In light of several renovation projects around the downtown area, the Oak Bluffs selectmen Monday reconsidered a longstanding town policy to prohibit downtown construction work from June 1 to Sept. 15.

At a special meeting, the selectmen adopted clarifying regulations to allow construction work inside buildings during the summer with several conditions, including no work on weekends and nights.

Last week the selectmen gave Edgartown National Bank a two-week deadline to finish work for the summer on their renovation of the former Oyster Bar at the top of Circuit avenue, allowing the bank to go two weeks past the June 1 deadline but halting all work after June 14.

The bank project has raised the ire of neighboring small businesses, who say the project has been unwieldy and hurt sales.

Building inspector James Dunn said in light of several construction projects — not just Edgartown National Bank, but work on the Island Theatre and a few other projects — the code allowed him to look at certain conditions when applying the 1993 policy prohibiting summer construction.

“I think we need to take another look,” the building inspector said, noting that a ban on work inside buildings was never enforced and asking for consideration of contractors and their employees.

Selectman Gail Barmakian said the bank project was bigger than past projects. “I do not remember ever where there was a building that was being totally renovated to this extent during the season . . . it has a much bigger impact on so many levels than somebody renovating the inside of their building.”

Mr. Dunn said future work on the site won’t be as visible. Selectman Michael Santoro, an owner of the now-closed Season’s Eatery and Pub, said he used to renovate his plumbing during the summer.

Mr. Dunn proposed, and selectmen approved, several conditions for summer work on permitted projects that are already in progress: no work on or around the exterior of the building; no work before 8 a.m. or after 4 p.m.; no work from 4 p.m. Friday to 8 a.m. Monday; no loud radios or excessive noise; no trucks or employee parking; and minimal deliveries made only between 8 a.m. and 10 a.m.

Violations would result in an immediate stop work order, Mr. Dunn said.

Business owners and selectmen said that despite discussions during last week’s meeting about not working on the weekends, bank contractors put down cement on the sidewalk on Saturday.

Good Ship Lollipop’s David Cook said the sidewalk construction “disrupted the whole weekend,” and he further noted that there was no place for people to walk on that side of the street, and that safety barriers were not put up after the work.

“I’ve never seen a construction site that aggravated me as much as this one did,” said Kerry Scott, who owns Good Dog Goods. She said Saturday was the slowest June 1 she’s had in 30 years.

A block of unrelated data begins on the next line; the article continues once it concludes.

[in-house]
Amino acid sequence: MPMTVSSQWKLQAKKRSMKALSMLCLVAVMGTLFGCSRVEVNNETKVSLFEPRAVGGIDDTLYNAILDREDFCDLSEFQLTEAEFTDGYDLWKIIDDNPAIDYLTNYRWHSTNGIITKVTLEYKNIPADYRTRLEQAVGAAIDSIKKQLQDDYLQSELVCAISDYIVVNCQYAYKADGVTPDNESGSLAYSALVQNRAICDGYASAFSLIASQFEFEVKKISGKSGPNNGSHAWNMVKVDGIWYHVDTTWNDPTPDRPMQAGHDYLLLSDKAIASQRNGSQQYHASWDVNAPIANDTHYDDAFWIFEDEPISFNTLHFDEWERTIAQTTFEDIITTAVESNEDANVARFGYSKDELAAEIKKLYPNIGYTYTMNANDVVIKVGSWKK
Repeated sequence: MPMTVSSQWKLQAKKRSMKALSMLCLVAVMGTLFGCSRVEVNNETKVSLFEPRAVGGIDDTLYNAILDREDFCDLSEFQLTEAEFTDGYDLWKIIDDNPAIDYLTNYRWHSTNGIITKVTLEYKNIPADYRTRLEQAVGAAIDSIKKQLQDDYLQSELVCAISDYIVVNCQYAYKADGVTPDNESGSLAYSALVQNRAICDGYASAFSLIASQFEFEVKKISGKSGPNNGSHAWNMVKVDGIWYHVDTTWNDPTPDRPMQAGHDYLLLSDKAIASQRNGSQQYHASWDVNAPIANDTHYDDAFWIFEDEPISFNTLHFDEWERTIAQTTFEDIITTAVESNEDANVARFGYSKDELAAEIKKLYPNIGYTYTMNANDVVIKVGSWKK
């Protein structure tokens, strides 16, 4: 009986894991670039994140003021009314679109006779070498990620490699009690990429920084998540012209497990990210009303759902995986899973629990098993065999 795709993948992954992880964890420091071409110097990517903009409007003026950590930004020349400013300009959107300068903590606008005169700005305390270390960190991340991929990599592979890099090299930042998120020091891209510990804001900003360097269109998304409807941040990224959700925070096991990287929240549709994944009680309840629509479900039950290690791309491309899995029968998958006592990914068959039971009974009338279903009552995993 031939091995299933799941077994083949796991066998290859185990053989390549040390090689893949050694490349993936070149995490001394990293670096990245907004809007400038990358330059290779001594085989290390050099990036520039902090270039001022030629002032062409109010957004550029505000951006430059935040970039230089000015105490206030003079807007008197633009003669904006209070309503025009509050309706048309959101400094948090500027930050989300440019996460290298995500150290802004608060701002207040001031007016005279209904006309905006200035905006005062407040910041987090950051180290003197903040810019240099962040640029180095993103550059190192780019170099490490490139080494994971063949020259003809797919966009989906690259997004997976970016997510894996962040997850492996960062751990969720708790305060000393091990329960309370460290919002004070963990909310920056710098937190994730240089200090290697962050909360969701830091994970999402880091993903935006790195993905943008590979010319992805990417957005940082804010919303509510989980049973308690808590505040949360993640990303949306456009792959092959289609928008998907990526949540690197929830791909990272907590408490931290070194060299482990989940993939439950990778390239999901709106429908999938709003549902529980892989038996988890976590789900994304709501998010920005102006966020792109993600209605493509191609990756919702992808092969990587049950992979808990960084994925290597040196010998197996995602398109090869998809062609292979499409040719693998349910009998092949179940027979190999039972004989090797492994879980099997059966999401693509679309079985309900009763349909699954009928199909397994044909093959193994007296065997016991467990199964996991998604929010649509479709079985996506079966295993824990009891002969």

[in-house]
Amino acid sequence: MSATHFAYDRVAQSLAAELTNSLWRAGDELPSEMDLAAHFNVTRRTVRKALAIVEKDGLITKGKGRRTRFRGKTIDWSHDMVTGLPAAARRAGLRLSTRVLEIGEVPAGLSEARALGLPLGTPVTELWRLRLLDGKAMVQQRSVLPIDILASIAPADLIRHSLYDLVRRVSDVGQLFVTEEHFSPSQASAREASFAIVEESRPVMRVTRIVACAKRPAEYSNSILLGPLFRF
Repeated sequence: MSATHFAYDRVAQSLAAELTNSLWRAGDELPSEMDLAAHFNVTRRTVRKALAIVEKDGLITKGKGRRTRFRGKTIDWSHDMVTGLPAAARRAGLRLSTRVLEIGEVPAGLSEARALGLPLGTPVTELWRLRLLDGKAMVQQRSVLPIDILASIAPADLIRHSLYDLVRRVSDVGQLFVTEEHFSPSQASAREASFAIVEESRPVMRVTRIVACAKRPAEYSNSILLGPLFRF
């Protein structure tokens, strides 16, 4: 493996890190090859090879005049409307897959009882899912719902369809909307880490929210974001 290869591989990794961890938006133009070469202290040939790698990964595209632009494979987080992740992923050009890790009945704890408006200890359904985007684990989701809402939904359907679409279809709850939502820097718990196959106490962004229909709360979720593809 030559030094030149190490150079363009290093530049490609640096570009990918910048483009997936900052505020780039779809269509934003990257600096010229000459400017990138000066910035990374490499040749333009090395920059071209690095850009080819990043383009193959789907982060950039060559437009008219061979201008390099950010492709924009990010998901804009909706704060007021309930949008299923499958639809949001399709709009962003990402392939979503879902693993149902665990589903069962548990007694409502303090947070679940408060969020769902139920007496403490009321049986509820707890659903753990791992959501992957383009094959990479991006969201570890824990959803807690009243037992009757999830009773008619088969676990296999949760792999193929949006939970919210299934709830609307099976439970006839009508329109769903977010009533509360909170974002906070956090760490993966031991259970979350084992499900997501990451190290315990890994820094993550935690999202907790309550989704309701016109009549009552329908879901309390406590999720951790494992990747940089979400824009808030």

“This is having a really tough effect. I don’t think they’ve earned the right to disrupt our lives further,” she said.

“We’re trying to find a way at this point to minimize the damage,” selectman and board chairman Walter Vail said. “And obviously last weekend was not a good scene.”

“If this comes before us again, I’m done,” Mr. Santoro said. “I’m asking Jim to pull the permit and the project’s done . . . I have no more patience for this project.”

Ms. Barmakian said she felt uncomfortable with what happened Saturday. “I don’t know if they understand being a seasonal community,” she said, adding that every weekend matters. “It can kill your summer.”

“They’re obviously getting us to the point of being very short on temper here,” Mr. Vail said.

The selectmen then briefly revisited another controversial issue: whether to allow food trucks in town.

The issue has come to the forefront as local businessman Bill Coggins, who bought a piece of land on Circuit avenue, had plans to locate Irie Bites, a Jamaican food truck, and the Pick-A-Pearl jewelry stand on the property.

Selectmen last week deferred on the decision about the food truck but approved the jewelry vendor.

This week, town administrator Robert Whritenour said the town counsel told the selectmen that they have the authority to oversee food trucks, and the “board must reach a conclusion that the public good is served by the proposed food truck.”

He came up with draft regulations, which Mr. Whritenour said were based on regulations on towns including Wellesley and Falmouth. The draft rules would not allow food trucks to operate within 200 feet of a licensed common victualer without written permission from the business, with operations allowed between 7 a.m. and dusk and no later than 9 p.m. Mobile food vendors would be banned from Circuit avenue, Kennebec avenue, Oak Bluffs avenue and residential districts.

Last year, selectmen came up with regulations for food vendors at State Beach, limiting the number to three.

Some in the standing-room only audience, which included members of the business community, said they were uncomfortable with allowing food trucks, and also questioned the quick approval for the Pick-A-Pearl application.

Mr. Coggins’s attorney, T. George Davis, said the draft regulations amount to zoning changes, which ordinarily need approval at town meeting.

“The idea that you can restrict the zoning — I think it’s wrong, it’s inappropriate and it’s illegal,” he said.

Ms. Barmakian said she wasn’t ready to make a decision, saying that the selectmen needed to think about “not only the regulations but do we even want to allow [food trucks].”

Selectman Kathy Burton reiterated that her “concern was always competition with brick and mortar business, because I don’t think that’s a fair playing field.”

At Mr. Vail’s suggestion, the selectmen decided to hold a public hearing about the proposed regulations.